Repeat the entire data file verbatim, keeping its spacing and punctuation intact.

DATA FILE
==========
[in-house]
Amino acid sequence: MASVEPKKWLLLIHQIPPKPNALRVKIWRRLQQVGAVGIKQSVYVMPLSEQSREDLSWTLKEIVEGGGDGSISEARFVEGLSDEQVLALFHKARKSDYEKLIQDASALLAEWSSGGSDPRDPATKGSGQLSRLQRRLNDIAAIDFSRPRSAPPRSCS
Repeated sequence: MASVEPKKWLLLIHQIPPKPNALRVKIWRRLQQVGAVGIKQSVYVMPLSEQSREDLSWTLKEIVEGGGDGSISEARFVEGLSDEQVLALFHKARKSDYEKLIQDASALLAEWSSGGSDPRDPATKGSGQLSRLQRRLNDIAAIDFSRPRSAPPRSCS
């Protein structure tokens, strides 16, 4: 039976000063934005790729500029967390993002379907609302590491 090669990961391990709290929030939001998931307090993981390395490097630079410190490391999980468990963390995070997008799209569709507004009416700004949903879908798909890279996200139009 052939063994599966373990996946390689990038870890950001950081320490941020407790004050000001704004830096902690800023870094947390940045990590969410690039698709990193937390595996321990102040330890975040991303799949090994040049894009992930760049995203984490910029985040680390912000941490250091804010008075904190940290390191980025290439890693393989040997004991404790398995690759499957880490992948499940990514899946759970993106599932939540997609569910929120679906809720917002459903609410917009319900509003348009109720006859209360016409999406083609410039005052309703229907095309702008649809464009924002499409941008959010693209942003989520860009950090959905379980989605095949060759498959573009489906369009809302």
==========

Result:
[in-house]
Amino acid sequence: MASVEPKKWLLLIHQIPPKPNALRVKIWRRLQQVGAVGIKQSVYVMPLSEQSREDLSWTLKEIVEGGGDGSISEARFVEGLSDEQVLALFHKARKSDYEKLIQDASALLAEWSSGGSDPRDPATKGSGQLSRLQRRLNDIAAIDFSRPRSAPPRSCS
Repeated sequence: MASVEPKKWLLLIHQIPPKPNALRVKIWRRLQQVGAVGIKQSVYVMPLSEQSREDLSWTLKEIVEGGGDGSISEARFVEGLSDEQVLALFHKARKSDYEKLIQDASALLAEWSSGGSDPRDPATKGSGQLSRLQRRLNDIAAIDFSRPRSAPPRSCS
């Protein structure tokens, strides 16, 4: 039976000063934005790729500029967390993002379907609302590491 090669990961391990709290929030939001998931307090993981390395490097630079410190490391999980468990963390995070997008799209569709507004009416700004949903879908798909890279996200139009 052939063994599966373990996946390689990038870890950001950081320490941020407790004050000001704004830096902690800023870094947390940045990590969410690039698709990193937390595996321990102040330890975040991303799949090994040049894009992930760049995203984490910029985040680390912000941490250091804010008075904190940290390191980025290439890693393989040997004991404790398995690759499957880490992948499940990514899946759970993106599932939540997609569910929120679906809720917002459903609410917009319900509003348009109720006859209360016409999406083609410039005052309703229907095309702008649809464009924002499409941008959010693209942003989520860009950090959905379980989605095949060759498959573009489906369009809302």